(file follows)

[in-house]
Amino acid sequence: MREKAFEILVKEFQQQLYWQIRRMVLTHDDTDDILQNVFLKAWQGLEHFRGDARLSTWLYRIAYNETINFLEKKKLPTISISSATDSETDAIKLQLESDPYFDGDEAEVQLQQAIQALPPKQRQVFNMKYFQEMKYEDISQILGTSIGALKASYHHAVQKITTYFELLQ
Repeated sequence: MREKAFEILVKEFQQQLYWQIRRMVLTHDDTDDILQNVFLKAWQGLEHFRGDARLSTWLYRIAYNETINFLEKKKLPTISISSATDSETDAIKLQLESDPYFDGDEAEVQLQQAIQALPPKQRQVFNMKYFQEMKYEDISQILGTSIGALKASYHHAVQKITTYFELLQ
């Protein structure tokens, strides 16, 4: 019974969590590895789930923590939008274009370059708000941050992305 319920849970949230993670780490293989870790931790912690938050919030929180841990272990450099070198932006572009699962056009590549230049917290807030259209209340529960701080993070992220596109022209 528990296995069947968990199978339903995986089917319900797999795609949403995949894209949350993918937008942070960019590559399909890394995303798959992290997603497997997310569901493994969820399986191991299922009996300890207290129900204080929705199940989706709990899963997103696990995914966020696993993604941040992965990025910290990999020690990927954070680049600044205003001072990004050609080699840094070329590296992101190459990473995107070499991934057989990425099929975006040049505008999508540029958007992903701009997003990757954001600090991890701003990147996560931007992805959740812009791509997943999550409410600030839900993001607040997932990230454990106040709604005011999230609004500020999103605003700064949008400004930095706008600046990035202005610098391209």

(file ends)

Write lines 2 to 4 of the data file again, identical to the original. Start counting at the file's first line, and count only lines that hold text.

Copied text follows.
Amino acid sequence: MREKAFEILVKEFQQQLYWQIRRMVLTHDDTDDILQNVFLKAWQGLEHFRGDARLSTWLYRIAYNETINFLEKKKLPTISISSATDSETDAIKLQLESDPYFDGDEAEVQLQQAIQALPPKQRQVFNMKYFQEMKYEDISQILGTSIGALKASYHHAVQKITTYFELLQ
Repeated sequence: MREKAFEILVKEFQQQLYWQIRRMVLTHDDTDDILQNVFLKAWQGLEHFRGDARLSTWLYRIAYNETINFLEKKKLPTISISSATDSETDAIKLQLESDPYFDGDEAEVQLQQAIQALPPKQRQVFNMKYFQEMKYEDISQILGTSIGALKASYHHAVQKITTYFELLQ
């Protein structure tokens, strides 16, 4: 019974969590590895789930923590939008274009370059708000941050992305 319920849970949230993670780490293989870790931790912690938050919030929180841990272990450099070198932006572009699962056009590549230049917290807030259209209340529960701080993070992220596109022209 528990296995069947968990199978339903995986089917319900797999795609949403995949894209949350993918937008942070960019590559399909890394995303798959992290997603497997997310569901493994969820399986191991299922009996300890207290129900204080929705199940989706709990899963997103696990995914966020696993993604941040992965990025910290990999020690990927954070680049600044205003001072990004050609080699840094070329590296992101190459990473995107070499991934057989990425099929975006040049505008999508540029958007992903701009997003990757954001600090991890701003990147996560931007992805959740812009791509997943999550409410600030839900993001607040997932990230454990106040709604005011999230609004500020999103605003700064949008400004930095706008600046990035202005610098391209």